Truth as Social Activism - Reality as Creative Freedom
Tarik is an actor, social activist, and cinema enthusiast who studied and worked in Paris for 10 years before coming back to Morocco, his motherland, and founding the organization Save Cinemas in Morocco in 2007. SCIM is an organization that seeks the "promotion and enhancement of cinema in all its forms as well as the safeguarding of Moroccan cultural heritage." Tarik works to rebuild old cinemas such as Les amis du Ciné Théâtre Palace in Marrakech, where he holds festivals and art expositions to share art and culture with the people of Morocco.
Excerpts From the Interview:
Jazmine: Tell me something that you believe to be true about reality and existence.
Tarik: That’s a big question. La réalité… For me, I think the reality is that you are here at this time and you act at this time. Reality for me…it doesn’t make sense because there is no reflection when you are in reality because you are living step by step, instant by instant. Each second, you are in the reality of something. So the truth of living, of breathing, of everything, is a reality. Reality for me is not a concept. It’s a definition of your existence. You breathe, you do, you ask, you speak, each thing that you do in this moment creates the reality.
After this you have the reality of the system. So the system, I mean the economic system, built by man to control man, is one kind of fake reality. Everyone is part of the masses, and they want us to follow something, to be like something, to believe in something. They want to bring us into their reality. And that’s the point when the people become slaves – when they lose their reality and way of living, and they are starting to come to the reality of a group, of an ideology, of a system. Then the problems happen.
So for me, all my life I’ve tried to create my reality with a lot of independence. I created Save Cinemas in Morocco, which for me it’s a synonym of freedom. It’s a part of freedom. It’s my reality. I feel free when I do this because I know that there is a need. There is a need that I aspire to change. So when you believe in change and you see the reality of the culture is not good in Morocco, you try to change it. So this is my goal. For me the reality is some kind of freedom. You have to be free.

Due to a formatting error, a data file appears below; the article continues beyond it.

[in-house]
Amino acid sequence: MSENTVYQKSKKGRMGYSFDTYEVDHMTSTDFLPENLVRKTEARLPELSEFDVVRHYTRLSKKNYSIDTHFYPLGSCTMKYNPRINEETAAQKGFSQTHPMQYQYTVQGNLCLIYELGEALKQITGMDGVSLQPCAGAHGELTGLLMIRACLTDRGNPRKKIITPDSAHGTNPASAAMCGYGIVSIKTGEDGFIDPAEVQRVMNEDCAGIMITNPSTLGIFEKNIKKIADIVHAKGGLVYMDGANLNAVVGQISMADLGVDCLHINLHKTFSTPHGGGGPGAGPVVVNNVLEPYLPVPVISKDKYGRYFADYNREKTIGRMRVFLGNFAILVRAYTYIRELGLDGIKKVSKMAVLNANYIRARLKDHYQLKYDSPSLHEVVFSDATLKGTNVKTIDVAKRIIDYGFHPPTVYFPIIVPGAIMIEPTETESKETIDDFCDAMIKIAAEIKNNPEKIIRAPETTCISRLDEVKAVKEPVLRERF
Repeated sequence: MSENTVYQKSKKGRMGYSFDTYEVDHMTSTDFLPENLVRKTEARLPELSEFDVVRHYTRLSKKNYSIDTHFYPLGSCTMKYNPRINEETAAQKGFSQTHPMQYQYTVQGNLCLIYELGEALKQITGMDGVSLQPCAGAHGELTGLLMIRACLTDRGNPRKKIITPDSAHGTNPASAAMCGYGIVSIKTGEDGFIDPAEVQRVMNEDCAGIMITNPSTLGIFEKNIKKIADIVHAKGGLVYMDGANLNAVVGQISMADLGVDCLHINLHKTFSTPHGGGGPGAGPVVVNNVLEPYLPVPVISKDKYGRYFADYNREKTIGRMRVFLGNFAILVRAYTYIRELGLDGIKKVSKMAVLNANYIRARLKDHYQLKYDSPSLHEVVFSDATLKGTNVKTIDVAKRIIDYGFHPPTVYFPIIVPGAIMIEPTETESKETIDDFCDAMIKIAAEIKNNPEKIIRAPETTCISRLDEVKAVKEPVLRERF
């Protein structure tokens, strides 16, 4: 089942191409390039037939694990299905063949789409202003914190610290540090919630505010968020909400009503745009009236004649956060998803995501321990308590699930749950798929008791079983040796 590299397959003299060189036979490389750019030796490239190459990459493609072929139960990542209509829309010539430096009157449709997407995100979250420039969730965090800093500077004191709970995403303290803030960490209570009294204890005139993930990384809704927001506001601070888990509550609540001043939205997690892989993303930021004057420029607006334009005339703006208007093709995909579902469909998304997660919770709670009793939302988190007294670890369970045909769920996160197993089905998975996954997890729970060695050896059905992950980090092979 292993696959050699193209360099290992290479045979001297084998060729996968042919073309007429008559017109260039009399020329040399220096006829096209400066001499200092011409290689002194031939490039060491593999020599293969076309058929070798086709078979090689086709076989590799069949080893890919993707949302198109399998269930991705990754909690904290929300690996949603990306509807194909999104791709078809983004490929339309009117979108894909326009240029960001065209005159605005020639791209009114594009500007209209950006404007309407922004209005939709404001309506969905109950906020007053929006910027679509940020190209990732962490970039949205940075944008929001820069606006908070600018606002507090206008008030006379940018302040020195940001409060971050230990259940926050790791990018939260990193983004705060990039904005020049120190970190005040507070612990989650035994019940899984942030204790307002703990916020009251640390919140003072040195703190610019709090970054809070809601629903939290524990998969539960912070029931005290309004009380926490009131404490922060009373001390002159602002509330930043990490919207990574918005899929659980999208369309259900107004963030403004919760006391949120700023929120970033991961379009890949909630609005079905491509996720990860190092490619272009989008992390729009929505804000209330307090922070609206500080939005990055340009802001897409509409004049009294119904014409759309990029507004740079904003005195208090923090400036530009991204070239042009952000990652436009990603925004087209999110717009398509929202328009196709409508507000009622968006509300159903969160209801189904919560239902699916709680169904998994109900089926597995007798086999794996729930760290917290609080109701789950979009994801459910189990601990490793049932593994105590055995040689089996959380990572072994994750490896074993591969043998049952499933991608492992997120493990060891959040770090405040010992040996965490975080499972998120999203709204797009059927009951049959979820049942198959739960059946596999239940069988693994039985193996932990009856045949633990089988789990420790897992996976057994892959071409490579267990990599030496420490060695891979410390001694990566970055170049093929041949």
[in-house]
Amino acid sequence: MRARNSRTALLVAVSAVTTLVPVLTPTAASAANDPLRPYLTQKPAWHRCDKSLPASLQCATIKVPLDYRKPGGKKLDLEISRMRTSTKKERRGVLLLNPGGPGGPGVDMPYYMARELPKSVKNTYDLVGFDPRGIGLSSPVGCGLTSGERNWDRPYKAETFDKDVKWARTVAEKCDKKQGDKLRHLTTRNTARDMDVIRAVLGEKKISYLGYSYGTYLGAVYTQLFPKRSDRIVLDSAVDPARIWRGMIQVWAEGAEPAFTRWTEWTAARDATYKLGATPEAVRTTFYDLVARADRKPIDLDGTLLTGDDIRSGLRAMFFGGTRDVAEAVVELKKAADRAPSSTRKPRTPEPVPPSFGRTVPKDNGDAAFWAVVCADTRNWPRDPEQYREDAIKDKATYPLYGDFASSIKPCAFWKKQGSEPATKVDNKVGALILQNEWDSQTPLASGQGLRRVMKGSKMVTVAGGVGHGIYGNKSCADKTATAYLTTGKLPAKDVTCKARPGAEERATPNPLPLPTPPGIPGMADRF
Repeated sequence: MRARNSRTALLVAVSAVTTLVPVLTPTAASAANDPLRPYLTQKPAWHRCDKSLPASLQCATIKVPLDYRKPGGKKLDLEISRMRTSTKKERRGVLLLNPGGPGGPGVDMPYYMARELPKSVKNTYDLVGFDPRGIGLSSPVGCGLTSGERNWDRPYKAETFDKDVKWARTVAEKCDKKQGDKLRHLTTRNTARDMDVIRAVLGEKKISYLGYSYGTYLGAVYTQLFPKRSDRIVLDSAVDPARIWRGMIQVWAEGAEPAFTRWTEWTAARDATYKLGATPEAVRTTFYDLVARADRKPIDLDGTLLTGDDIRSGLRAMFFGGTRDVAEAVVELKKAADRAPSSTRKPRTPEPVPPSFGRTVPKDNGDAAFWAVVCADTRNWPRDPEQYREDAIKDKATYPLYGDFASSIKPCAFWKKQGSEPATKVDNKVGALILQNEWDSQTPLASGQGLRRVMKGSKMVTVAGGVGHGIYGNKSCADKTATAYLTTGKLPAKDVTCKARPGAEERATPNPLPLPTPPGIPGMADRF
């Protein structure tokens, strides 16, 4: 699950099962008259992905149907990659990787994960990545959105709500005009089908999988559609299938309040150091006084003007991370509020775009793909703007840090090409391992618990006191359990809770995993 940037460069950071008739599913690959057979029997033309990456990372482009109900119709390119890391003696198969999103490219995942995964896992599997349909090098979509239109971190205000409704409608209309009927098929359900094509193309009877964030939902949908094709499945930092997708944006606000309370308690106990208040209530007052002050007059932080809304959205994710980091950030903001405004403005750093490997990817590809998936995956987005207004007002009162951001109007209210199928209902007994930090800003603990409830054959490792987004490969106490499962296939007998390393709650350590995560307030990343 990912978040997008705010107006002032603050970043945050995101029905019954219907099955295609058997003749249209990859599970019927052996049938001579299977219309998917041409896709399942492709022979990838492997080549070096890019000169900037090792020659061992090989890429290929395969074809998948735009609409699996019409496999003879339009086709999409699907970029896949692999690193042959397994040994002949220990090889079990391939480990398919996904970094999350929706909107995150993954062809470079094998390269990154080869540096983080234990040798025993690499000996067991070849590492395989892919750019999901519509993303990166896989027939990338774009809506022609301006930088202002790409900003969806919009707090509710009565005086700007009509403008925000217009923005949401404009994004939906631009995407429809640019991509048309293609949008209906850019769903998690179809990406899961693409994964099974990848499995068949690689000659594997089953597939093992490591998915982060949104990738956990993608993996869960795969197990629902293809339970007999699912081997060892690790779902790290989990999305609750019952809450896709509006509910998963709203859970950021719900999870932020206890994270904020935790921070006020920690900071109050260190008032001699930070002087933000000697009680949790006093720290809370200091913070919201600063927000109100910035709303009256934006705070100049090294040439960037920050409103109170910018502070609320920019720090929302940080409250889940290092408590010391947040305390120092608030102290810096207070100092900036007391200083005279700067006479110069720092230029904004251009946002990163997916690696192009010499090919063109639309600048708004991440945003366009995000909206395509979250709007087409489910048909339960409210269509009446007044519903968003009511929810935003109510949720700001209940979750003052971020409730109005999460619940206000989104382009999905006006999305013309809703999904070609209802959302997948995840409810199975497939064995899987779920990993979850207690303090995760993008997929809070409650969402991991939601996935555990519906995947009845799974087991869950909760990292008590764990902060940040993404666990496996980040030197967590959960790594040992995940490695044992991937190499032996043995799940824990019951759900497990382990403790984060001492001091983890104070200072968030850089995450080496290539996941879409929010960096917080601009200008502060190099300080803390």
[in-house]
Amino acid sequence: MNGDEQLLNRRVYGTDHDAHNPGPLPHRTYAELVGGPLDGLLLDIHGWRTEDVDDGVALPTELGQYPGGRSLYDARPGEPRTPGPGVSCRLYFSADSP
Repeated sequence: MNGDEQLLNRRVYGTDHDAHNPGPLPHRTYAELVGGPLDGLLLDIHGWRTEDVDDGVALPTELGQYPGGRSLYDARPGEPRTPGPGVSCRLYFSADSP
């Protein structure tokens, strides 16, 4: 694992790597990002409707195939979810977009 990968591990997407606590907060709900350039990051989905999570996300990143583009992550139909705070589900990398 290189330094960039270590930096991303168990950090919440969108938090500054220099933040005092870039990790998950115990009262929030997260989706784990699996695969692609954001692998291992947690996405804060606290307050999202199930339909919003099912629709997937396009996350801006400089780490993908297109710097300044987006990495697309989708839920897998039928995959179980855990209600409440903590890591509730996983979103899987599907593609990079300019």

Jazmine: So as I understand it, for you, there are the two realities – one that is the individual reality, what each person is doing at each given moment, and then you have the group, social reality which is shaped by political and economic leaders?
Tarik: Yes, that’s right.
Jazmine: Given this, do you believe that you have total and complete freedom in what you do, all the time? Or does the system ever limit you in certain ways?
Tarik: Honestly, I have freedom of thinking because I do what I think. I feel free because I don’t live for someone else and I’m very independent. The only one thing that makes me not free is money, because money is part of the system. Money was created to control people. So you have no choice. But I’ve learned to do things without money, and I’ve developed a new philosophy about how to create an event, how to manage things without a lot of money. Look, I’ve understood one thing in the five years: Money is not the key to creativity. That’s what I learned. Money is like a tool for society, you know? So this is the thing sometimes. But I do what I do and I try to be free.
Jazmine: You said before that you have a new philosophy regarding money and your project? What is your new philosophy?
Tarik: Well, here everybody wants to do big things. You know? Everybody wants to have things, to get money, to buy a car, to have something… material. My new philosophy is to think small, but with a strong motivation, you know? I also tend to think a lot about the concept and the people – because what do we forget here? We forget how to impact the people. […] Now I’m thinking about developing something that will touch the people and to create something really basic, not too big, where we don’t need a lot of money, and to be more open to the creation. The creativity to me is a part of freedom so when you start to think and create you are free. You can say that you are free.
So I’ve had a lot of experiences and I know a lot of people, but my philosophy for me is to be focused on what you feel in your heart and try to have patience, to not worry too much, to not think that you need a lot of money, and to use the most simple way possible. I try to explain to people that what I do is not something ordinary, its something for the country. I’m not doing this just for me. Me, I’m nothing, you know? Just a mediator.